Congratulations to the winners of the Tuesday’s election and to the others who sought to make differences in their communities, on school boards, library boards or in other capacities.
While a 15 percent McHenry County voter turnout is still abysmal, it’s an improvement over the trend of about 10 percent over the last few local election cycles. Here’s hoping that an awakening of sorts is taking place.
Anecdotally, there were more candidates explicitly running on platforms advocating property tax cuts. That’s also a positive trend. Some were successful and many others weren’t, but it’s important that property taxes are a large part of the local election discussion.
Just saying that you’re going to cut taxes doesn’t necessarily make one the best candidate. One vote on a school board or a city council is just that. What kind of leadership qualities does the candidate possess? Let’s hear some creative and realistic solutions. While the bulk of our property taxes go toward public schools, is cutting taxes the only thing that matters there? No, of course not.
We’re expecting these conversations to continue over the next election cycles, and there will need to be more conversations. School board candidates supported by teachers’ unions did particularly well Tuesday night, and while teachers certainly care about much more than their own paychecks, they probably don’t represent the interest of the retired empty nester who’s struggling to pay property taxes. What’s fairly obvious is that teachers do vote, and they’ll vote in their interest. Why wouldn’t they?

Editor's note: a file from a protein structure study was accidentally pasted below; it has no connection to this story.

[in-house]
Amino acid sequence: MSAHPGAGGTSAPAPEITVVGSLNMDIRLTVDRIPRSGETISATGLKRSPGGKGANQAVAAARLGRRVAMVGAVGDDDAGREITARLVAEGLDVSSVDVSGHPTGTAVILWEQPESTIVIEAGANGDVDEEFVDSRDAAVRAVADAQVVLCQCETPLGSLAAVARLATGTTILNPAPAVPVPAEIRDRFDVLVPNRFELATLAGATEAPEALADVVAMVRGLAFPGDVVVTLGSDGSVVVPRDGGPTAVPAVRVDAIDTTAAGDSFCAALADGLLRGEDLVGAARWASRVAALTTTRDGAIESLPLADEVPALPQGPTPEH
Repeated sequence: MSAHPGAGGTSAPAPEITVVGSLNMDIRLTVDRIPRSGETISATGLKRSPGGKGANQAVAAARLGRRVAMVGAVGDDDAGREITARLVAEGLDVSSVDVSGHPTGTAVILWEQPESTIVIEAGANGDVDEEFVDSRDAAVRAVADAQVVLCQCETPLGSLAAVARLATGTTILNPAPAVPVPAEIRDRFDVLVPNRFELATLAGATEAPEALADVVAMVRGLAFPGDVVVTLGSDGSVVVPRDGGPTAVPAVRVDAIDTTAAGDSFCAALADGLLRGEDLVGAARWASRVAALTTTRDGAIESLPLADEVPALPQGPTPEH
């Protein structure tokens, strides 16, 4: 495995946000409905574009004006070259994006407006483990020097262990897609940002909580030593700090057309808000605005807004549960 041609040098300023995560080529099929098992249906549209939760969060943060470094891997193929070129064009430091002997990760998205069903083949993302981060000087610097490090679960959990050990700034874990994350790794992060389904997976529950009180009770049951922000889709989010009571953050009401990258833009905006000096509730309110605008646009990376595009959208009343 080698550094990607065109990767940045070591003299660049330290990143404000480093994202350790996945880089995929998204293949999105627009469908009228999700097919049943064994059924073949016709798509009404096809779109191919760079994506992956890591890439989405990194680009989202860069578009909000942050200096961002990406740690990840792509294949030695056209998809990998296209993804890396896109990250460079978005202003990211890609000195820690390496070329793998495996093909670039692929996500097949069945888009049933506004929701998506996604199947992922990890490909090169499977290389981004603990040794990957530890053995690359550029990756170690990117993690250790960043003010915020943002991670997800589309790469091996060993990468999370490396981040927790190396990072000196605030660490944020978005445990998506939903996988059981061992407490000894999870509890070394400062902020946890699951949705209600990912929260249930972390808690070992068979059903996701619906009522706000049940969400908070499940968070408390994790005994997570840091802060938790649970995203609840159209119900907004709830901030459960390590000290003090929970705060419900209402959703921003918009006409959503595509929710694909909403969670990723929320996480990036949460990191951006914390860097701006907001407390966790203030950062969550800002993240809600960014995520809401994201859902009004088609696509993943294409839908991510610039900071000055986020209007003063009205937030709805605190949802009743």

Regardless of campaign platforms, incoming school board members, village trustees, mayors and others have a responsibility to put taxpayers on the top of their list of concerns. We are woefully overburdened with property taxes in McHenry County, and leaders in these positions are among those who have some control over that burden.
Those who stayed home from the polls while complaining about their high property tax bills should also take heed. While their complaints are heard, if their votes aren’t counted they’re still pushing a boulder uphill. Beyond property taxes, what residents want and deserve are leaders who are transparent, who listen to their interests, who communicate with constituents and who understand that they took a position to serve the public. There will be disagreements, but members of the public should be treated with courtesy and dignity and decisions should be made as openly as possible.
Many towns and boards are looking forward to fresh starts, and we wish all of our taxing bodies and members new and old much success in the coming years.